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Trang chủ - Ấn phẩm chililab - Bài báo "Public Health in Vietnam: Findings From the 2016 Chi Linh Health and Demographic Surveillance System (CHILILAB HDSS)"

Bài báo "Public Health in Vietnam: Findings From the 2016 Chi Linh Health and Demographic Surveillance System (CHILILAB HDSS)"



Wah Yun Low PhD, Colin Binns, MBBS, PhD


Industrialization and urbanization have brought about growth in wealth, and an improvement in overall health, including increased life expectancy from 60 years in 1960 to 75 years in 2015. Life expectancy for women in Vietnam is now in excess of 80 years. In Vietnam, the nature of public health problems has changed as it has moved through the epidemiologic transition. The overwhelming burden of acute infectious diseases have been replaced by chronic diseases, including stroke, hypertension, and cancer.


Vietnam, a Southeast Asian nation, is one country that is continuing to experience rapid economic progress and poverty reduction and its effects can be seen in the change in population dynamics, education, and health sectors. The population dynamics is typical of a developing country going through the demographic transition with a changing population pyramid reflecting the declining population growth rate. Vietnam is considered a lower middle–income country with a population of about 90 million (annual population growth of about 1%) and a gross domestic product (GDP) of about US$2000 per capita per year.1 The World Health Organization (WHO) noted that Vietnam has achieved some of the Millennium Development Goals (MDGs), such as reducing the maternal mortality ratio (54 per 100 000 live births), infant mortality rate (11.4 per 1000 live births), and under-5 mortality rate (23.0 per 1000 live births).2 Life expectancy at birth is 70 years for men and 76 years for women. Morbidity and mortality patterns are shifting from communicable to noncommunicable diseases. In 2012, stroke is the leading cause of death, killing 112 600 people, followed by ischemic heart disease (36 500) and chronic obstructive pulmonary disease (25 500).2 Vietnam has also been affected by epidemics and outbreaks of avian influenza, severe acute respiratory syndrome (SARS) and HIV/AIDS, and is actively collaborating with international agencies in combating these emerging diseases. Progress has also been made toward ensuring universal access to HIV prevention, treatment, care, and support, although stigma and discrimination again people living with HIV still exists, and thus hampering access to prevention and healthcare services. Vietnam is recognized by the WHO as being one of the top four countries in delivering value for their “health dollar”, but even so there are health and accessibility disparities between geographic regions in the country.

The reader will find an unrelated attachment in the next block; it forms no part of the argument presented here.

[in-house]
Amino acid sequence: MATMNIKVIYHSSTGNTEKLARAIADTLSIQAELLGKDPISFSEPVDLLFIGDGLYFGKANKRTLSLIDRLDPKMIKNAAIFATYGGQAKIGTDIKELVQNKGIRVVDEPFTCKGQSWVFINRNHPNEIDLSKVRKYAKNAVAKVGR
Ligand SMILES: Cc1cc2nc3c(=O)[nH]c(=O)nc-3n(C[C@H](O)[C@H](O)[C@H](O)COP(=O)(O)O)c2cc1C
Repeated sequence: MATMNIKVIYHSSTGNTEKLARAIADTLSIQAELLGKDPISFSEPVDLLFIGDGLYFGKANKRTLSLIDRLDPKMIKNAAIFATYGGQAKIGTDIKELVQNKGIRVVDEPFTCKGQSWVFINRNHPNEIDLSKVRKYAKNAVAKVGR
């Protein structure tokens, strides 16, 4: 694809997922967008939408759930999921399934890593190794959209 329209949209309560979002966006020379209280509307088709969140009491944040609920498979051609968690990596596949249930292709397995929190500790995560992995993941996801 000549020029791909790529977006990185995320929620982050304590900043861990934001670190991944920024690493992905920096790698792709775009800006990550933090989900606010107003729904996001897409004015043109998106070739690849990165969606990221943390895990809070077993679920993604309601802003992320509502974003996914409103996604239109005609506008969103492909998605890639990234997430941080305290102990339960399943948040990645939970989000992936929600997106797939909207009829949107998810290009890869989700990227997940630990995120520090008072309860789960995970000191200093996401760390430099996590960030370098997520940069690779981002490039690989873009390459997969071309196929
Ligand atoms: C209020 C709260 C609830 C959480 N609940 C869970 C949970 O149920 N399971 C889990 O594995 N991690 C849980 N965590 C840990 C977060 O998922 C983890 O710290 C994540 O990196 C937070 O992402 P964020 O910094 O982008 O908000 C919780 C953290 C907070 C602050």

Most of the articles, covering a range of topics from noncommunicable disease, occupational health, lifestyle, maternal and child health, health expenditure, and aging, in this supplement issue dealt with data drawn from the Chi Linh Health and Demographic Surveillance System (CHILILAB HDSS). The CHILILAB HDSS was set up in 2004, and the only health and demographic surveillance system in Chi Linh district of Hai Duong, a northern province of Vietnam. A detailed description of the methodology has been published elsewhere.3 Tran et al describe the methods used for the 2016 CHILILAB HDSS data collection and the key sociodemographic variables used in the subsamples.4 Furthermore, comparison with previous HDDS survey were also undertaken and found no significant difference in household size and gender composition, but educational and economic level in 2016 seemed to have improved.4 Problems of detection and management of cardiovascular disease still exist. Prevalence of impaired fasting glycaemia was 11.8% and diabetes was 12.1%, and only 16.8% diabetic cases detected in this 2016 study was diagnosed before, thus indicating high unmet needs for detection and managing diabetes found in Chi Linh population.5 Other lifestyle, such as in-home smoking is a problem among Vietnamese population, as this will increase the risk of nonsmokers being exposed to secondhand smoke in their home environment.6 Therefore, there is thus an urgent need to improve the capacity of commune health stations for the prevention and control of noncommunicable diseases, with essential equipment and the availability of medicines.7 Other topics are also discussed in this Supplement Issue, such as the quality of life of the elderly and occupational health of workers. It is hoped that this Supplement Issue will create more awareness of public health issues in Vietnam, and appropriate actions or programs will be implemented in dealing with such issues.


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Source: Center for Population Health Sciences (CPHS) – Hanoi University of Public Health

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